Sunday, March 31, 2024

The Ten Commandments (1956)

I'm finally commiting to it.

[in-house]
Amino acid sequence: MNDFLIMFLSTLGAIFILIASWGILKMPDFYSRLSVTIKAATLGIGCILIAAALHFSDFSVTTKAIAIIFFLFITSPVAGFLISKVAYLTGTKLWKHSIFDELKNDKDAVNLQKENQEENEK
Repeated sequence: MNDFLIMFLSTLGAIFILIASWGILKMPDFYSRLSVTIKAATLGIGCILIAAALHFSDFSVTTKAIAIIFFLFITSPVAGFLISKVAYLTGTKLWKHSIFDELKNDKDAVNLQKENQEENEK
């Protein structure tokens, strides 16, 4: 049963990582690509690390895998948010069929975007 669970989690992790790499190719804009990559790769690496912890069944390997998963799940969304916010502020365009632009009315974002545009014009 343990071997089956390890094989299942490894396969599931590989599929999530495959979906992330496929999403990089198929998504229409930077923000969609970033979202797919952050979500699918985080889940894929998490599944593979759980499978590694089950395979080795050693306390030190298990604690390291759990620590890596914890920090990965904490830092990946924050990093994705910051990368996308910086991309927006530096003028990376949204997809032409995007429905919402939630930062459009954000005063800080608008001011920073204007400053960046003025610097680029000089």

Despite my numerous references to this film in the past, I've had the idea to cover it in recent years but just now have gotten around to it. And it was about time for a rewatch cause the last time I sat down for this almost 4 hour epic was when I was still in high school, so what do I think about a movie I've known since I was but a tall young boy? Though I am not a religious person, though I am not a practitioner in the Judeo-Christian belief, I very much like this film! While I'm about to burst everyone's collective bubble on the fact that the book of Exodus in the bible is entirely fictitious, no historical evidence of israelites has been found in Egypt thus far, it's still a good story that has been told many a time in a non-religious lens. To vastly summarize scripture, tale of a deliverer that will free the slaves of Egypt is foretold and amidst something the bible is quite keen on, infanticide, a baby is found by the royal family and is raised as one of their own with the name of Moses. We flash forward to see him as a strong, caring, and wise leader before the cat's out of the bag and he is cast down as another slave amongst thousands and the subsequent years of his life before his true call to action by the almighty, where he returns to Egypt, saves his people, and brings the laws of God to them. The beauty of having a film almost 4 hours long is the movie can take it's sweet time building the story as strongly as it does and engagingly as it does, it properly feels like an epic in terms of production alone. It could be a whole tome just discussing the production and shooting, the sets are grander than anything I have seen in recent years cause they just had to build it all or they just shot in Egypt and the surrounding areas, the number of extras is staggering to behold we will never see a plethora of people that many in cinemas maybe ever again, it has that old Hollywood shine and gravitas to it to sum it up. It's almost too big a picture to talk about, there's no way I can touch on everything let alone the cast. In terms of the major principal players that are seen throughout, Charlton Heston has that right presence and voice to be a messenger of God as Moses and displays qualities in a leader that I have rarely ever seen in man or woman, and it is so interesting to see all the phases of his life. In fact this film is free real estate for individuals who love doing character studies, it's actually written incredibly well with the character interactions and dynamics, yet another book sized avenue to go down. Yul Brynner as Rameses who I just always love seeing him in movies, is that kind of perfect bad guy where you hate him just enough but you're always interested to see where his story goes, it just works in this movie. Anne Baxter as the princess and soon queen of Egypt Nefretiri nearly takes on this almost Lady Macbeth persona in the story, and this is just an aside and a weird one at that but Anne plays the young version of Moses' adopted mother and Nefretiri but I didn't know that as a young kid so I was ├╝ber weirded out and confused why his mom seemed to have the undying hots for him, but anyway she is the crux of the drama for the story and this isn't a slam I swear, but it gets just a teeny bit soap opera from time to time. Now I blame that more on the classical form on how the story is told and acted, and not so much the time period the movie was made in. Edward G. Robinson is a real devil of a slime as the governor Dathan, he plays it so beautifully but Dathan straight up sucks, lusting after a hebrew girl named Lilia, trying to get any advantage in power and office, and raises a rebellion during the mass exodus, he absolutely is the villain you hiss and boo at! Speaking more on the last part in a bit, but how the film goes about with all the old testament power and wrath of God stuff is frankly unforgettable visuals to me! I remember that as clearly as when I first saw it, the staff that transforms into a cobra, the Nile bleeding red, the fiery hail, the splitting of the Red Sea, the fiery columns of God, and most of all the death of the firstborn. Seeing that eerie green mist drift down in front of a sickly yellow moon has never left me, and if you metalheads needed an excuse it's the perfect day to listen to Creeping Death! My whole stance is if say I was one of the israelites, tormented for God knows how long as a slave, finally made it out and saw these marvels of the Lord, I think I'd just take Moses at his word and not listen to the guy who builds a golden idol out of a calf! Just saying, how does anybody go for that?? Still, it's mighty impressive special effects work for 1956 and I'll be damned if it wasn't still impressive today, especially with the Red Sea. I have no clue how they accomplished that! It really is well crafted in every way, it's not just the flashy or grand sweeping visuals that you're going to come away from at the end. And would you believe it's actually a remake? Cecil B. DeMille directed The Ten Commandments back in 1923, and I am fascinated to know how that movie looked. In fact this was the last movie he directed, passing away three years later in 1959 but talk about going out on top. This is the only religious film I actively will watch, not to say there aren't other good ones out there it's just something I don't seek out. But hey who knows, next Easter we could do something wild like Jesus Christ Superstar. Until then, 4 stars, 8/10! 

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